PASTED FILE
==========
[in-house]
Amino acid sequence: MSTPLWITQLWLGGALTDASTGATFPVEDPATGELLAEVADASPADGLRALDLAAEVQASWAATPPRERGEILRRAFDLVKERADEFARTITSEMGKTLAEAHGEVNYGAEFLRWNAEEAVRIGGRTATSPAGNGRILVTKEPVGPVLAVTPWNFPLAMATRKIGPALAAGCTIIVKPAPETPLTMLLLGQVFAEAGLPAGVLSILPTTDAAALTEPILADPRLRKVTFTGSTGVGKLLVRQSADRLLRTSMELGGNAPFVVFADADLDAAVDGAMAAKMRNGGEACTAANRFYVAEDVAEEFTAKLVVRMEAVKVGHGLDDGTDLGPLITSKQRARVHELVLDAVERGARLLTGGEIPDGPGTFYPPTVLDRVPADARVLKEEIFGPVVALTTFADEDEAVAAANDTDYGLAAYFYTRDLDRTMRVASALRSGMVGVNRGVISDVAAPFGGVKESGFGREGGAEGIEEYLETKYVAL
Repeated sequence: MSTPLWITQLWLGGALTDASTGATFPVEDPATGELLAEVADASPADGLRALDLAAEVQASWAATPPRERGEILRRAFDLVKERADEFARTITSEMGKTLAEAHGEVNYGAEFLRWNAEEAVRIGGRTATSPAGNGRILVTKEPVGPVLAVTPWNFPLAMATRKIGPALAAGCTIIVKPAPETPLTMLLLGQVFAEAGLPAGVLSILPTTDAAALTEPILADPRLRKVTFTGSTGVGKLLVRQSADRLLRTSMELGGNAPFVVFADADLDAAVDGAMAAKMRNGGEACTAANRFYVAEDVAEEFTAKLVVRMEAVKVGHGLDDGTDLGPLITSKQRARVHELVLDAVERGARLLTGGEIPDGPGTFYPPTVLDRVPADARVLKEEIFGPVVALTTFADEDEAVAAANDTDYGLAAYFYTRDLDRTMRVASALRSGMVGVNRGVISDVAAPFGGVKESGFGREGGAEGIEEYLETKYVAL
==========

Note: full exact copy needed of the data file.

[in-house]
Amino acid sequence: MSTPLWITQLWLGGALTDASTGATFPVEDPATGELLAEVADASPADGLRALDLAAEVQASWAATPPRERGEILRRAFDLVKERADEFARTITSEMGKTLAEAHGEVNYGAEFLRWNAEEAVRIGGRTATSPAGNGRILVTKEPVGPVLAVTPWNFPLAMATRKIGPALAAGCTIIVKPAPETPLTMLLLGQVFAEAGLPAGVLSILPTTDAAALTEPILADPRLRKVTFTGSTGVGKLLVRQSADRLLRTSMELGGNAPFVVFADADLDAAVDGAMAAKMRNGGEACTAANRFYVAEDVAEEFTAKLVVRMEAVKVGHGLDDGTDLGPLITSKQRARVHELVLDAVERGARLLTGGEIPDGPGTFYPPTVLDRVPADARVLKEEIFGPVVALTTFADEDEAVAAANDTDYGLAAYFYTRDLDRTMRVASALRSGMVGVNRGVISDVAAPFGGVKESGFGREGGAEGIEEYLETKYVAL
Repeated sequence: MSTPLWITQLWLGGALTDASTGATFPVEDPATGELLAEVADASPADGLRALDLAAEVQASWAATPPRERGEILRRAFDLVKERADEFARTITSEMGKTLAEAHGEVNYGAEFLRWNAEEAVRIGGRTATSPAGNGRILVTKEPVGPVLAVTPWNFPLAMATRKIGPALAAGCTIIVKPAPETPLTMLLLGQVFAEAGLPAGVLSILPTTDAAALTEPILADPRLRKVTFTGSTGVGKLLVRQSADRLLRTSMELGGNAPFVVFADADLDAAVDGAMAAKMRNGGEACTAANRFYVAEDVAEEFTAKLVVRMEAVKVGHGLDDGTDLGPLITSKQRARVHELVLDAVERGARLLTGGEIPDGPGTFYPPTVLDRVPADARVLKEEIFGPVVALTTFADEDEAVAAANDTDYGLAAYFYTRDLDRTMRVASALRSGMVGVNRGVISDVAAPFGGVKESGFGREGGAEGIEEYLETKYVAL